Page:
The Way Out of Afghanistan

Hamid Karzai
Hamid Karzai; drawing by John Springs

For the 100,000 American forces, 40,000 NATO troops, and their commander, General David Petraeus, it’s Year One of the Surge in Afghanistan. For many Afghans it’s Year Nine of the US Occupation—or, to be kind, Year Nine of the US-led war against the Taliban and al-Qaeda.

US officers say that the war is finally on the right footing, with enough men and equipment to hammer the Taliban in their bases in the south. For US and European diplomats there are larger imponderables. The strategic policy review released by President Obama on December 16 is extremely cautious, noting that recent gains in the south remain “reversible.” The report says the strategy “is setting the conditions” to withdraw a small number of US troops in July 2011, but it does not specify how many of the 100,000 American forces might leave. A Western ambassador posed the problem to me clearly: “Are we creating a sustainable government, are we getting the politics right, will there be an Afghan army and civil service to take over when we leave?”

In Kabul the foreigners breathe a little easier after several months with no suicide attacks. Kabulis say that the protective blast walls and concrete barriers that line the streets are now twenty feet high, suffocating them and eating up their road and living space.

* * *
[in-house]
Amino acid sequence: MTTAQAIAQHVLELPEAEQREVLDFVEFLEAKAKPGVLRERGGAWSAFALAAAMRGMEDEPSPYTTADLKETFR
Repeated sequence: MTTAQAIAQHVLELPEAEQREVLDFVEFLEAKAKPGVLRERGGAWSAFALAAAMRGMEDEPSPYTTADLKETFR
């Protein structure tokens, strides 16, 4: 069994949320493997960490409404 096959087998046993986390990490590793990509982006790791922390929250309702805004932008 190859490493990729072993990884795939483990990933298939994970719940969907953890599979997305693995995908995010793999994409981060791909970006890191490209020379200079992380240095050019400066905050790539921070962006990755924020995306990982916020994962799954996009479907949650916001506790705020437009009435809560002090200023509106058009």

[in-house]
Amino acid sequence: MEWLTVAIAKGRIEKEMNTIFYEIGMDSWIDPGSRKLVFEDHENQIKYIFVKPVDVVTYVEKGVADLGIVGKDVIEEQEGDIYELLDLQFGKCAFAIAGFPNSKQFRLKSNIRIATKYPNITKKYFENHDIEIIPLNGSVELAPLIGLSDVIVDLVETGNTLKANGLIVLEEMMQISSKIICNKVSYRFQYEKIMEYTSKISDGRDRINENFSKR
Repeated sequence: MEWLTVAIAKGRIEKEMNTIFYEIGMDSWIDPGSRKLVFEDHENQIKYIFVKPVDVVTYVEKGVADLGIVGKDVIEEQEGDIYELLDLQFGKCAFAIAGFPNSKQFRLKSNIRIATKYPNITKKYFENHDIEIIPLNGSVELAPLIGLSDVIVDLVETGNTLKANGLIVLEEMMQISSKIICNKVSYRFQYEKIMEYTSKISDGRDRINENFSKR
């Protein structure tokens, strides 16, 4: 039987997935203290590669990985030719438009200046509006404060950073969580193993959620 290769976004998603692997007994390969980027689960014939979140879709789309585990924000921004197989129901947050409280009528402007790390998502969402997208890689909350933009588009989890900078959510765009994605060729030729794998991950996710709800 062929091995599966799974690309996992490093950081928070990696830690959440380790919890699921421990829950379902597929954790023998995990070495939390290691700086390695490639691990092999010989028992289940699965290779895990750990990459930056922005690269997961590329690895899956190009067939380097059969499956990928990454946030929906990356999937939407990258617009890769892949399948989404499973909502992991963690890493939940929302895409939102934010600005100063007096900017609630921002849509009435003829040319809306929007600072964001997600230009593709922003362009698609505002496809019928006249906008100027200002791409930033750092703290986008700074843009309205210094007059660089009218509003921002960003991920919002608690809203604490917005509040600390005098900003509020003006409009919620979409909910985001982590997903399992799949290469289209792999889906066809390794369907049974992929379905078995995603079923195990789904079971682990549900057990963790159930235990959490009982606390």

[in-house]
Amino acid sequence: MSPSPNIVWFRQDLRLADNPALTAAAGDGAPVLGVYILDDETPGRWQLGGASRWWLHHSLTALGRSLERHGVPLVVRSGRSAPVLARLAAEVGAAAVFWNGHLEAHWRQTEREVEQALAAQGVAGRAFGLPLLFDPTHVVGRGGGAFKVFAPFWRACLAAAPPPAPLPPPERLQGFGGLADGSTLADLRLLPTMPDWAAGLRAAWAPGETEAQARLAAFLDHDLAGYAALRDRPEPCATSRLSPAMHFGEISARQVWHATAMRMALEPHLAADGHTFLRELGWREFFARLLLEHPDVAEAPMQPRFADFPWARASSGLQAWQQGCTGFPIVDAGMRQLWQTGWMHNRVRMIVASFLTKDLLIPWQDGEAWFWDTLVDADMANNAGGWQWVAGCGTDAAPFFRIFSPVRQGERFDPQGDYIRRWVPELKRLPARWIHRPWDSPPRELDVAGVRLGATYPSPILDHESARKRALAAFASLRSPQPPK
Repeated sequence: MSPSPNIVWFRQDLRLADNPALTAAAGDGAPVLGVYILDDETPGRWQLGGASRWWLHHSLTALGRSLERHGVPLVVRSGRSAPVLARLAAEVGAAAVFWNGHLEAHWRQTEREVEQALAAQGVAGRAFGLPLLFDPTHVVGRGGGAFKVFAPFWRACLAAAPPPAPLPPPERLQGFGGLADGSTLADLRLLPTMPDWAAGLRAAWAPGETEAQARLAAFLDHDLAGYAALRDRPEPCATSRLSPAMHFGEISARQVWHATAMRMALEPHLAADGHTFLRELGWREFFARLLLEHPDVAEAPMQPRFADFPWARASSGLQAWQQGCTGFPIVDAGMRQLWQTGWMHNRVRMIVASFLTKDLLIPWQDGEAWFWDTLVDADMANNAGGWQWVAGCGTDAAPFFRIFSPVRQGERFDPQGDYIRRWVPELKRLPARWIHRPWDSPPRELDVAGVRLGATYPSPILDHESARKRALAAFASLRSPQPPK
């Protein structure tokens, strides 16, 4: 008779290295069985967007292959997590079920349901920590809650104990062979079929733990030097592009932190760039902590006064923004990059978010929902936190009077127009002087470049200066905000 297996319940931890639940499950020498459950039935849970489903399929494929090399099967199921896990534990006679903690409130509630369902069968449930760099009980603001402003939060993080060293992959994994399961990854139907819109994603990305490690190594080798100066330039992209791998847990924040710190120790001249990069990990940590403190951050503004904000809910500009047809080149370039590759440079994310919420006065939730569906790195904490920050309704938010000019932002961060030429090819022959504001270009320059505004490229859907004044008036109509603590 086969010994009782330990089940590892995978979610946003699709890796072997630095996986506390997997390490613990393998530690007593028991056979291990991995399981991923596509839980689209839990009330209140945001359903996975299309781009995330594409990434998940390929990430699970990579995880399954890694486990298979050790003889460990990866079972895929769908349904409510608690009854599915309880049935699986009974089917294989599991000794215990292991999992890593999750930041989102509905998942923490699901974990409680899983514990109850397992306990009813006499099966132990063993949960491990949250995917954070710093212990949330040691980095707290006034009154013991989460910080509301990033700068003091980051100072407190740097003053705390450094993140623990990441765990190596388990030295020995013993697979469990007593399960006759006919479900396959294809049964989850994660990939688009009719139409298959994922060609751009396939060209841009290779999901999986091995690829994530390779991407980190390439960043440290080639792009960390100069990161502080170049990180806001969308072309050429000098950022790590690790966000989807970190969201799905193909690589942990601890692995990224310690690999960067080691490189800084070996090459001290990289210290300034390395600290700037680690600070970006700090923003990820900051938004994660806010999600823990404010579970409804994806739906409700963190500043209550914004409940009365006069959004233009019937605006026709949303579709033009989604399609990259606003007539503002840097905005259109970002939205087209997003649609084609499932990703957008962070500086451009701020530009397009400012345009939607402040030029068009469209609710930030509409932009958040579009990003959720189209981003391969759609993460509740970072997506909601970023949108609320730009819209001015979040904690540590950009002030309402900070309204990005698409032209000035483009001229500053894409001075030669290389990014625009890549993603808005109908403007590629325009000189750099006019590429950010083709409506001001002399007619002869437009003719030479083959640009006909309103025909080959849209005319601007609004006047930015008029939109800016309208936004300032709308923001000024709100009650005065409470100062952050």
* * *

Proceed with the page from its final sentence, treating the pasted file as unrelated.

War is always a mixture of different, conflicting stories, depending on whether you are crouching in a ditch or sipping tea at the presidential palace. To have dinner with Petraeus and tea with President Hamid Karzai is a central part of the story, as is journeying to the edge of the city to tiny, unlit, unheated flats to talk to former senior Taliban officials who want to explain to you how the Americans and the Taliban can make peace. Everyone tells you the endgame has started in Afghanistan but nobody can tell you how it will end.

The world is obsessed with the big picture of the Afghan war, not the domestic details that make it so difficult to end. The NATO summit in Lisbon on November 19–20 was a clear example. It tried to clarify the vision of a Western withdrawal but also created confusion. The NATO leaders—speaking for the organization, not the US—said that they planned for a phased transfer of responsibility for security to Afghan forces and the end of NATO’s combat role by 2014. They were committed to stay after that in a supporting role, while the US warned that its forces would continue fighting beyond that date if the security situation deteriorated. Clearly, the US and NATO are on two different timetables.

To confuse Afghans even further, President Barack Obama also added that some US troops would start withdrawing from Afghanistan next July. That date, announced in January 2010 as the US surge began, has proved deeply embarrassing to the White House. It has been challenged by the Republicans,…


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